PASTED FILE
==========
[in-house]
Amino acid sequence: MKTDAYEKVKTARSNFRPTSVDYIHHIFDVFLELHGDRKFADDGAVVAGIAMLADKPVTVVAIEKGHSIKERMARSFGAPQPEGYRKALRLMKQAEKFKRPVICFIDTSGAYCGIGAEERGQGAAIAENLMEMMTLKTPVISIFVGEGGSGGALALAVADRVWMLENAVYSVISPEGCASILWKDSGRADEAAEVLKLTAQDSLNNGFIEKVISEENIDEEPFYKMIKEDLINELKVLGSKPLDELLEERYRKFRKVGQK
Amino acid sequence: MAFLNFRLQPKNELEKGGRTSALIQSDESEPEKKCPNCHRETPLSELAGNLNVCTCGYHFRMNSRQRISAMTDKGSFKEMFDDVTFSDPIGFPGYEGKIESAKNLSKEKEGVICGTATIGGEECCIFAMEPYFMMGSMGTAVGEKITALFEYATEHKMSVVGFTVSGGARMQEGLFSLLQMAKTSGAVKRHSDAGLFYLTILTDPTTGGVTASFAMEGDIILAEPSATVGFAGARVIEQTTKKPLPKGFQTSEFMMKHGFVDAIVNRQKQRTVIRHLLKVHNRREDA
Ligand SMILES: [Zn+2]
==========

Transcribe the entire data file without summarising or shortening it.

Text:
[in-house]
Amino acid sequence: MKTDAYEKVKTARSNFRPTSVDYIHHIFDVFLELHGDRKFADDGAVVAGIAMLADKPVTVVAIEKGHSIKERMARSFGAPQPEGYRKALRLMKQAEKFKRPVICFIDTSGAYCGIGAEERGQGAAIAENLMEMMTLKTPVISIFVGEGGSGGALALAVADRVWMLENAVYSVISPEGCASILWKDSGRADEAAEVLKLTAQDSLNNGFIEKVISEENIDEEPFYKMIKEDLINELKVLGSKPLDELLEERYRKFRKVGQK
Amino acid sequence: MAFLNFRLQPKNELEKGGRTSALIQSDESEPEKKCPNCHRETPLSELAGNLNVCTCGYHFRMNSRQRISAMTDKGSFKEMFDDVTFSDPIGFPGYEGKIESAKNLSKEKEGVICGTATIGGEECCIFAMEPYFMMGSMGTAVGEKITALFEYATEHKMSVVGFTVSGGARMQEGLFSLLQMAKTSGAVKRHSDAGLFYLTILTDPTTGGVTASFAMEGDIILAEPSATVGFAGARVIEQTTKKPLPKGFQTSEFMMKHGFVDAIVNRQKQRTVIRHLLKVHNRREDA
Ligand SMILES: [Zn+2]